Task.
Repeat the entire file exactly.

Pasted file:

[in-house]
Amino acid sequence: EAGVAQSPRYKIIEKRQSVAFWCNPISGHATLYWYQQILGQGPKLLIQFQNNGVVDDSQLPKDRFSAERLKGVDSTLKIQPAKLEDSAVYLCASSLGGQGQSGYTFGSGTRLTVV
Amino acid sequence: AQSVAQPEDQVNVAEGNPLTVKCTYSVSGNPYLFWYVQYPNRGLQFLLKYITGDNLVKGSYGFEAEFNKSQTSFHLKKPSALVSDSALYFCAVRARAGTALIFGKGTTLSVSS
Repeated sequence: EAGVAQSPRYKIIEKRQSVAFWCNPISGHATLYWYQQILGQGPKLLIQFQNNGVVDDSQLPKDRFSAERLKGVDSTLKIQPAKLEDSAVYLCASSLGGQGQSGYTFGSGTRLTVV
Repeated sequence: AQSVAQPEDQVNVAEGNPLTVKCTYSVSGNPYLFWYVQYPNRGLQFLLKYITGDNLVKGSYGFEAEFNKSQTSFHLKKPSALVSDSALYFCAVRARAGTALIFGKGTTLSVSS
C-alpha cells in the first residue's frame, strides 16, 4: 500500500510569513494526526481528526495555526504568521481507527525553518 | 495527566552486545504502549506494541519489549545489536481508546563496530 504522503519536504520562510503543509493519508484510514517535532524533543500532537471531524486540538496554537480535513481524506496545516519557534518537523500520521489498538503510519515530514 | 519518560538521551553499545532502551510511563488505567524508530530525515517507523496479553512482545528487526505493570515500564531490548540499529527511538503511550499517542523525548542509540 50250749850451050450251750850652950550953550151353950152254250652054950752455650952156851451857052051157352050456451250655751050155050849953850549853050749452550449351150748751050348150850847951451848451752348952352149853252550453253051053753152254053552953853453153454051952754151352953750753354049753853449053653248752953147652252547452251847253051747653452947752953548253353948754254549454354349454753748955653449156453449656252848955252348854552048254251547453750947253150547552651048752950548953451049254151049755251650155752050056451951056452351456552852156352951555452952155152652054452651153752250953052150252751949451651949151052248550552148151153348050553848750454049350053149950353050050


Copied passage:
[in-house]
Amino acid sequence: EAGVAQSPRYKIIEKRQSVAFWCNPISGHATLYWYQQILGQGPKLLIQFQNNGVVDDSQLPKDRFSAERLKGVDSTLKIQPAKLEDSAVYLCASSLGGQGQSGYTFGSGTRLTVV
Amino acid sequence: AQSVAQPEDQVNVAEGNPLTVKCTYSVSGNPYLFWYVQYPNRGLQFLLKYITGDNLVKGSYGFEAEFNKSQTSFHLKKPSALVSDSALYFCAVRARAGTALIFGKGTTLSVSS
Repeated sequence: EAGVAQSPRYKIIEKRQSVAFWCNPISGHATLYWYQQILGQGPKLLIQFQNNGVVDDSQLPKDRFSAERLKGVDSTLKIQPAKLEDSAVYLCASSLGGQGQSGYTFGSGTRLTVV
Repeated sequence: AQSVAQPEDQVNVAEGNPLTVKCTYSVSGNPYLFWYVQYPNRGLQFLLKYITGDNLVKGSYGFEAEFNKSQTSFHLKKPSALVSDSALYFCAVRARAGTALIFGKGTTLSVSS
C-alpha cells in the first residue's frame, strides 16, 4: 500500500510569513494526526481528526495555526504568521481507527525553518 | 495527566552486545504502549506494541519489549545489536481508546563496530 504522503519536504520562510503543509493519508484510514517535532524533543500532537471531524486540538496554537480535513481524506496545516519557534518537523500520521489498538503510519515530514 | 519518560538521551553499545532502551510511563488505567524508530530525515517507523496479553512482545528487526505493570515500564531490548540499529527511538503511550499517542523525548542509540 50250749850451050450251750850652950550953550151353950152254250652054950752455650952156851451857052051157352050456451250655751050155050849953850549853050749452550449351150748751050348150850847951451848451752348952352149853252550453253051053753152254053552953853453153454051952754151352953750753354049753853449053653248752953147652252547452251847253051747653452947752953548253353948754254549454354349454753748955653449156453449656252848955252348854552048254251547453750947253150547552651048752950548953451049254151049755251650155752050056451951056452351456552852156352951555452952155152652054452651153752250953052150252751949451651949151052248550552148151153348050553848750454049350053149950353050050